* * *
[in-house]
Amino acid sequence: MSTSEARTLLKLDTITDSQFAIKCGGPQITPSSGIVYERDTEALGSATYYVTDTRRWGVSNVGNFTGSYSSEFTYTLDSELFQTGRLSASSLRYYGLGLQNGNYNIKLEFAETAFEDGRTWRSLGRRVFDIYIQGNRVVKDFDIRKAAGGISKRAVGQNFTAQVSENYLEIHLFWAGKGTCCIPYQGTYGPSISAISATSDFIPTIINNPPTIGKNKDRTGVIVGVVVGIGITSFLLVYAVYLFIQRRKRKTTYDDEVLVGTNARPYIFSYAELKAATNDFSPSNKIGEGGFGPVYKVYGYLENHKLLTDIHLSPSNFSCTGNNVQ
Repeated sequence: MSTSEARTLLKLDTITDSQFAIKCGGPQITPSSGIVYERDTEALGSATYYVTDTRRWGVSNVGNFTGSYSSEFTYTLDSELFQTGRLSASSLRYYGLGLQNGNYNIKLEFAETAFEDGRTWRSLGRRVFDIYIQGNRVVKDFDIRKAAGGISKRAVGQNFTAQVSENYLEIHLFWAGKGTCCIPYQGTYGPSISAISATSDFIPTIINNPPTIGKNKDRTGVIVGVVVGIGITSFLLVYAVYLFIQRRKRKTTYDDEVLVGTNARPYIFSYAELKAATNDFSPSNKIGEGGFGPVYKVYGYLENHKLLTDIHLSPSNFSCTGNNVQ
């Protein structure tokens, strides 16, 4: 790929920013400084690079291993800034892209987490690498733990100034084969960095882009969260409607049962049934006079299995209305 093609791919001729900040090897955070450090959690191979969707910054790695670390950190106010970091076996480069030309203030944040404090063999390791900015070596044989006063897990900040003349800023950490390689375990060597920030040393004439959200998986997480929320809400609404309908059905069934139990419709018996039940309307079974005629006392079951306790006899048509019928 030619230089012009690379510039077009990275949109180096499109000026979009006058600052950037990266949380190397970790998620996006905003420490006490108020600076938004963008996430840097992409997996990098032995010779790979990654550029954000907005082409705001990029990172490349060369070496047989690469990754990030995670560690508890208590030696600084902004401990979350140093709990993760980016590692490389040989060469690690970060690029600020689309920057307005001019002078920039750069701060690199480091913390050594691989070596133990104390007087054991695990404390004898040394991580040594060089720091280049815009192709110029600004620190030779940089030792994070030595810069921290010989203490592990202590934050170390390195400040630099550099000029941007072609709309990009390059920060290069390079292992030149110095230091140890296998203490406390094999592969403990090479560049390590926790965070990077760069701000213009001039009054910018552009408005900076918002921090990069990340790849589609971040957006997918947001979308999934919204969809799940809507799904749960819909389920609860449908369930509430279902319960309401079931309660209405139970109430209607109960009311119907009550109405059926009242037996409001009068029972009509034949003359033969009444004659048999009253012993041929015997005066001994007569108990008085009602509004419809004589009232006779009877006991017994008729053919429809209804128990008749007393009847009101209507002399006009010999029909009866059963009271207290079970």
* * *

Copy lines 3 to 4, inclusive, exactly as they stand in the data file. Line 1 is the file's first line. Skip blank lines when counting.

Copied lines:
Repeated sequence: MSTSEARTLLKLDTITDSQFAIKCGGPQITPSSGIVYERDTEALGSATYYVTDTRRWGVSNVGNFTGSYSSEFTYTLDSELFQTGRLSASSLRYYGLGLQNGNYNIKLEFAETAFEDGRTWRSLGRRVFDIYIQGNRVVKDFDIRKAAGGISKRAVGQNFTAQVSENYLEIHLFWAGKGTCCIPYQGTYGPSISAISATSDFIPTIINNPPTIGKNKDRTGVIVGVVVGIGITSFLLVYAVYLFIQRRKRKTTYDDEVLVGTNARPYIFSYAELKAATNDFSPSNKIGEGGFGPVYKVYGYLENHKLLTDIHLSPSNFSCTGNNVQ
């Protein structure tokens, strides 16, 4: 790929920013400084690079291993800034892209987490690498733990100034084969960095882009969260409607049962049934006079299995209305 093609791919001729900040090897955070450090959690191979969707910054790695670390950190106010970091076996480069030309203030944040404090063999390791900015070596044989006063897990900040003349800023950490390689375990060597920030040393004439959200998986997480929320809400609404309908059905069934139990419709018996039940309307079974005629006392079951306790006899048509019928 030619230089012009690379510039077009990275949109180096499109000026979009006058600052950037990266949380190397970790998620996006905003420490006490108020600076938004963008996430840097992409997996990098032995010779790979990654550029954000907005082409705001990029990172490349060369070496047989690469990754990030995670560690508890208590030696600084902004401990979350140093709990993760980016590692490389040989060469690690970060690029600020689309920057307005001019002078920039750069701060690199480091913390050594691989070596133990104390007087054991695990404390004898040394991580040594060089720091280049815009192709110029600004620190030779940089030792994070030595810069921290010989203490592990202590934050170390390195400040630099550099000029941007072609709309990009390059920060290069390079292992030149110095230091140890296998203490406390094999592969403990090479560049390590926790965070990077760069701000213009001039009054910018552009408005900076918002921090990069990340790849589609971040957006997918947001979308999934919204969809799940809507799904749960819909389920609860449908369930509430279902319960309401079931309660209405139970109430209607109960009311119907009550109405059926009242037996409001009068029972009509034949003359033969009444004659048999009253012993041929015997005066001994007569108990008085009602509004419809004589009232006779009877006991017994008729053919429809209804128990008749007393009847009101209507002399006009010999029909009866059963009271207290079970």